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May 26, 1900


JAMA. 1900;XXXIV(21):1299-1303. doi:10.1001/jama.1900.24610210005001a

Since Chicago has achieved the distinction of being a great city, scarlet fever, in forms more or less severe, has been present. During the summer and autumn of 1897, Dr. I. N. Abt found it prevalent in a light form among the poorer classes of Poles and Bohemians in certain parts of the city. The cases were so light that physicians were seldom called, and no intelligent action was taken to restrict contagion. An epidemic resulted. The health department, while realizing the danger, was crowded by more serious matters, and the afflicted communities enjoyed the blessing of becoming immunized while the disease was in its mildest form. From these localities the fever has gradually spread until it has included the entire city.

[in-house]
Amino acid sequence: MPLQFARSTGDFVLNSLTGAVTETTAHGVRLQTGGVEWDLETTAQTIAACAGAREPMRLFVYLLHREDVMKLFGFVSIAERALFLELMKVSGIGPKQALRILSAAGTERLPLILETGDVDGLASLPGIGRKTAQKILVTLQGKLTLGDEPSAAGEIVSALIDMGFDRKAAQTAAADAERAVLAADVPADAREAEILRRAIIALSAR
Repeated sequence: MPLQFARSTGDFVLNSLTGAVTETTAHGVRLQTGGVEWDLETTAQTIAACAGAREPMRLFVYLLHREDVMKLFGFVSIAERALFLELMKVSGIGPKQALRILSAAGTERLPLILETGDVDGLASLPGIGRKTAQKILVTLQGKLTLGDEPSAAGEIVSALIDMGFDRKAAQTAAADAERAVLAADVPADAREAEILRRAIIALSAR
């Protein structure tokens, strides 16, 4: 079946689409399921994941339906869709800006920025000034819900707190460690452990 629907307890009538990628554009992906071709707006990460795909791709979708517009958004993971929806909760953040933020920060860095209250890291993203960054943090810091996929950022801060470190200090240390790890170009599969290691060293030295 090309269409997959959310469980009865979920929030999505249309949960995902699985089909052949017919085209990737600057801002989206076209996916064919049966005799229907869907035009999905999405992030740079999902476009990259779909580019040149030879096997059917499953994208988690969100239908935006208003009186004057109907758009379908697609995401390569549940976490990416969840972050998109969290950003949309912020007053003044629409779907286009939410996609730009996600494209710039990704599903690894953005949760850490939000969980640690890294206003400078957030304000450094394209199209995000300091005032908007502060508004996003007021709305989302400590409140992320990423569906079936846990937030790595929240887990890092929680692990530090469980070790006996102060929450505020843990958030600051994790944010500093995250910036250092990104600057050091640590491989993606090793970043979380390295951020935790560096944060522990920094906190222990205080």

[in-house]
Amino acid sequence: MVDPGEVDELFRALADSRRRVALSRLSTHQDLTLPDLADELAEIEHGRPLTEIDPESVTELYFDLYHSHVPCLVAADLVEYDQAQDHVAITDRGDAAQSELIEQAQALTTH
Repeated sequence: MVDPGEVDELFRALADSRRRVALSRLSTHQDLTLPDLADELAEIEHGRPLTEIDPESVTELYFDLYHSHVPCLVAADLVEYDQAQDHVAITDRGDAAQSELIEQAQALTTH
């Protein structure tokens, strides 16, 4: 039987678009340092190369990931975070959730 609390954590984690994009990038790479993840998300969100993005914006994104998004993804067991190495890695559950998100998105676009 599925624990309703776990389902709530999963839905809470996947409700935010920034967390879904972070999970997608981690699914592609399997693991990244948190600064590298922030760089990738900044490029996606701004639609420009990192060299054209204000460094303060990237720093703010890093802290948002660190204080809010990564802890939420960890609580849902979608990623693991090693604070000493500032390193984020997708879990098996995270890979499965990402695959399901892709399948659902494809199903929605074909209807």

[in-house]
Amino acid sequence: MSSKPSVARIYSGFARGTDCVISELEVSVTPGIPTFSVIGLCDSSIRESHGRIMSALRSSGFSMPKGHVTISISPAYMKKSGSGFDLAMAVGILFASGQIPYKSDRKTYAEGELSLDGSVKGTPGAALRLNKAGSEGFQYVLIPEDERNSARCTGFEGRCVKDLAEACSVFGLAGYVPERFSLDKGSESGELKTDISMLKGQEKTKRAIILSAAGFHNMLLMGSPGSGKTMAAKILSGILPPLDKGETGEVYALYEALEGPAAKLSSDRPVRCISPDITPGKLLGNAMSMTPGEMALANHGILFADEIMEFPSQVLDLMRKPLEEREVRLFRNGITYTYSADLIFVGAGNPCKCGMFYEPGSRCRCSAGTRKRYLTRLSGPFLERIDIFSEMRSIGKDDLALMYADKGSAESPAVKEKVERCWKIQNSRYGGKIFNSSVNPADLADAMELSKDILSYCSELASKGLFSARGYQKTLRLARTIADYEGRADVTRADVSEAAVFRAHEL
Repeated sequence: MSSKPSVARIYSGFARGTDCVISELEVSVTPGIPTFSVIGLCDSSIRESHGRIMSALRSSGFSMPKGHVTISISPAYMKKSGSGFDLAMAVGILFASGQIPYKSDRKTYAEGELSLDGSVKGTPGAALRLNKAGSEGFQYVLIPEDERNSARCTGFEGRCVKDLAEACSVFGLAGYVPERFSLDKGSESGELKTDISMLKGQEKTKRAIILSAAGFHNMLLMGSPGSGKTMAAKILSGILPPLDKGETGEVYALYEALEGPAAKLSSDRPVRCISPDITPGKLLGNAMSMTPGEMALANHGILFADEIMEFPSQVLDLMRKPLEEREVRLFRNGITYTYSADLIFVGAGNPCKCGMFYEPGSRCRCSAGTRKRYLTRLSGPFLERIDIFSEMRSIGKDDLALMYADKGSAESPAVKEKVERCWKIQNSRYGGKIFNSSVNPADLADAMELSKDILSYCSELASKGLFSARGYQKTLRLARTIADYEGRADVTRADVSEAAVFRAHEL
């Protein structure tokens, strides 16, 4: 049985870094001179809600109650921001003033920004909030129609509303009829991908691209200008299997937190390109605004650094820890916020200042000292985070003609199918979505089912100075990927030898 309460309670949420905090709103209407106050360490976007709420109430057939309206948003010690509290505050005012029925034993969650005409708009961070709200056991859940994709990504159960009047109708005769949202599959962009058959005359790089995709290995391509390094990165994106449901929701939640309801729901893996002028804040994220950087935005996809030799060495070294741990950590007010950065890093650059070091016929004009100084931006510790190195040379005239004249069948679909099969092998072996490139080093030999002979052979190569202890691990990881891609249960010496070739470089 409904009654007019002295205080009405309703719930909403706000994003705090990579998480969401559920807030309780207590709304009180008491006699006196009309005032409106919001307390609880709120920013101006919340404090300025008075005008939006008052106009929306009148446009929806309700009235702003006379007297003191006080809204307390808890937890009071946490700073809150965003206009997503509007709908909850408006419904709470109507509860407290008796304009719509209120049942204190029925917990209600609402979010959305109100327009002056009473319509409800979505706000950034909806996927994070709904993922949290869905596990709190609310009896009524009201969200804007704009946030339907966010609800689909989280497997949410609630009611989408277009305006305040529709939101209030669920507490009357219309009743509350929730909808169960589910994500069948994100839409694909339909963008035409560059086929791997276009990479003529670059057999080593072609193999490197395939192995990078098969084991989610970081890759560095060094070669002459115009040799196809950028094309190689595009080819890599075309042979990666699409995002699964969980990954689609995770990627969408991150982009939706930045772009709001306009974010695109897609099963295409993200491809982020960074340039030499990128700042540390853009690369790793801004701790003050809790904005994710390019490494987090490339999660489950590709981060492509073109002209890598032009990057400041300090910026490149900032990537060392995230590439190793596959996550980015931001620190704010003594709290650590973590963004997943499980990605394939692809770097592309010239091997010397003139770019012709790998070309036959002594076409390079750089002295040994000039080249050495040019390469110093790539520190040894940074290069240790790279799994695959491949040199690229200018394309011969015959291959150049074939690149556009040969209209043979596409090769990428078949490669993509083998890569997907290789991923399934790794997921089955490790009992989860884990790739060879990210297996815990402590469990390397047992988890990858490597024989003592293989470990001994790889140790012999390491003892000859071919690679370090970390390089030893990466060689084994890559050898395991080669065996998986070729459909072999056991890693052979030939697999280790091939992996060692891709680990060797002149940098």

In the autumn of 1898, when the reported cases of scarlet fever were greatly increased, Dr. Wynkoop of the city laboratory, while examining a culture from a scarlet